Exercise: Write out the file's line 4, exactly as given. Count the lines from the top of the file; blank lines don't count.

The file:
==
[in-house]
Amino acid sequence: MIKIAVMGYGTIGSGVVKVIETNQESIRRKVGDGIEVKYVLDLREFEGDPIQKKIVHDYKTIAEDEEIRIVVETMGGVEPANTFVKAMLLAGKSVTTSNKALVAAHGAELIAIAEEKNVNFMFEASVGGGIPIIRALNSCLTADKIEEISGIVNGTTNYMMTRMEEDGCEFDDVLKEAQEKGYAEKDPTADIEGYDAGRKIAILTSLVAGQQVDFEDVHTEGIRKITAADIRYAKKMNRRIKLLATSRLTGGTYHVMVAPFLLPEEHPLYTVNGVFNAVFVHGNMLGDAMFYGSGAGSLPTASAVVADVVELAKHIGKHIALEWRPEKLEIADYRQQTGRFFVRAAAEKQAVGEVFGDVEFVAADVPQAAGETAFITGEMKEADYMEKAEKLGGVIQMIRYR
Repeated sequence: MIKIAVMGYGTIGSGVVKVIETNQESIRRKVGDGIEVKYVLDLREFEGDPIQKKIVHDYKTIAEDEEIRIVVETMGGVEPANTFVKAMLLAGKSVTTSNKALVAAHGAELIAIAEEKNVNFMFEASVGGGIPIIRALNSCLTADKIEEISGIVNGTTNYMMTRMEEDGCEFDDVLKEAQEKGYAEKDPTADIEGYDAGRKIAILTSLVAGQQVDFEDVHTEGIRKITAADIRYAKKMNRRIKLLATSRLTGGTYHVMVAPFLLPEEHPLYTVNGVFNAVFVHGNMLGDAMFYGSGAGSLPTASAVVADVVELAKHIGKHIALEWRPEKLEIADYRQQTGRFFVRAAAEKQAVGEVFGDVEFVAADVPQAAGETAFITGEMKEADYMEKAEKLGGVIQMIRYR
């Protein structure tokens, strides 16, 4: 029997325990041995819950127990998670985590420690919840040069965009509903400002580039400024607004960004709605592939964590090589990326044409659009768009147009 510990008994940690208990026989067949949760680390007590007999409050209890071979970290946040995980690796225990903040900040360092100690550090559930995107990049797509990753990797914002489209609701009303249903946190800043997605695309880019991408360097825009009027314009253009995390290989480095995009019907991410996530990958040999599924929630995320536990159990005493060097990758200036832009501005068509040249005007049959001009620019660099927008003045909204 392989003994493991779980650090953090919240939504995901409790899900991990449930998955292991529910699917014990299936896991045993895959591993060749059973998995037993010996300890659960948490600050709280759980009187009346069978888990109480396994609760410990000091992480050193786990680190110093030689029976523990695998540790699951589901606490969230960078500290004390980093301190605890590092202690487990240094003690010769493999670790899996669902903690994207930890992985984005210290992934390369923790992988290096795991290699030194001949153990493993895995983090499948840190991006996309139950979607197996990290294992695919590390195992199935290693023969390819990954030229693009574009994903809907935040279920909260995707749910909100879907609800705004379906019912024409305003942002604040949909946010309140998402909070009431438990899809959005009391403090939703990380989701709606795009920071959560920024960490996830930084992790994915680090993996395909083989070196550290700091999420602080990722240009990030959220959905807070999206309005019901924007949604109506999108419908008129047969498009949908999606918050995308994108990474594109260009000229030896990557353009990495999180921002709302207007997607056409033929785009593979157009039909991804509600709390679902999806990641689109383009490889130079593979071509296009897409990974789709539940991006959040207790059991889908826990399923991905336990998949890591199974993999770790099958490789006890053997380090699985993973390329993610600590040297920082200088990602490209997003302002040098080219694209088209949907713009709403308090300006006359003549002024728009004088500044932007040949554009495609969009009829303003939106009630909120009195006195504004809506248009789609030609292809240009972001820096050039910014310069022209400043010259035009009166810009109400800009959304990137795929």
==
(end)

């Protein structure tokens, strides 16, 4: 029997325990041995819950127990998670985590420690919840040069965009509903400002580039400024607004960004709605592939964590090589990326044409659009768009147009 510990008994940690208990026989067949949760680390007590007999409050209890071979970290946040995980690796225990903040900040360092100690550090559930995107990049797509990753990797914002489209609701009303249903946190800043997605695309880019991408360097825009009027314009253009995390290989480095995009019907991410996530990958040999599924929630995320536990159990005493060097990758200036832009501005068509040249005007049959001009620019660099927008003045909204 392989003994493991779980650090953090919240939504995901409790899900991990449930998955292991529910699917014990299936896991045993895959591993060749059973998995037993010996300890659960948490600050709280759980009187009346069978888990109480396994609760410990000091992480050193786990680190110093030689029976523990695998540790699951589901606490969230960078500290004390980093301190605890590092202690487990240094003690010769493999670790899996669902903690994207930890992985984005210290992934390369923790992988290096795991290699030194001949153990493993895995983090499948840190991006996309139950979607197996990290294992695919590390195992199935290693023969390819990954030229693009574009994903809907935040279920909260995707749910909100879907609800705004379906019912024409305003942002604040949909946010309140998402909070009431438990899809959005009391403090939703990380989701709606795009920071959560920024960490996830930084992790994915680090993996395909083989070196550290700091999420602080990722240009990030959220959905807070999206309005019901924007949604109506999108419908008129047969498009949908999606918050995308994108990474594109260009000229030896990557353009990495999180921002709302207007997607056409033929785009593979157009039909991804509600709390679902999806990641689109383009490889130079593979071509296009897409990974789709539940991006959040207790059991889908826990399923991905336990998949890591199974993999770790099958490789006890053997380090699985993973390329993610600590040297920082200088990602490209997003302002040098080219694209088209949907713009709403308090300006006359003549002024728009004088500044932007040949554009495609969009009829303003939106009630909120009195006195504004809506248009789609030609292809240009972001820096050039910014310069022209400043010259035009009166810009109400800009959304990137795929």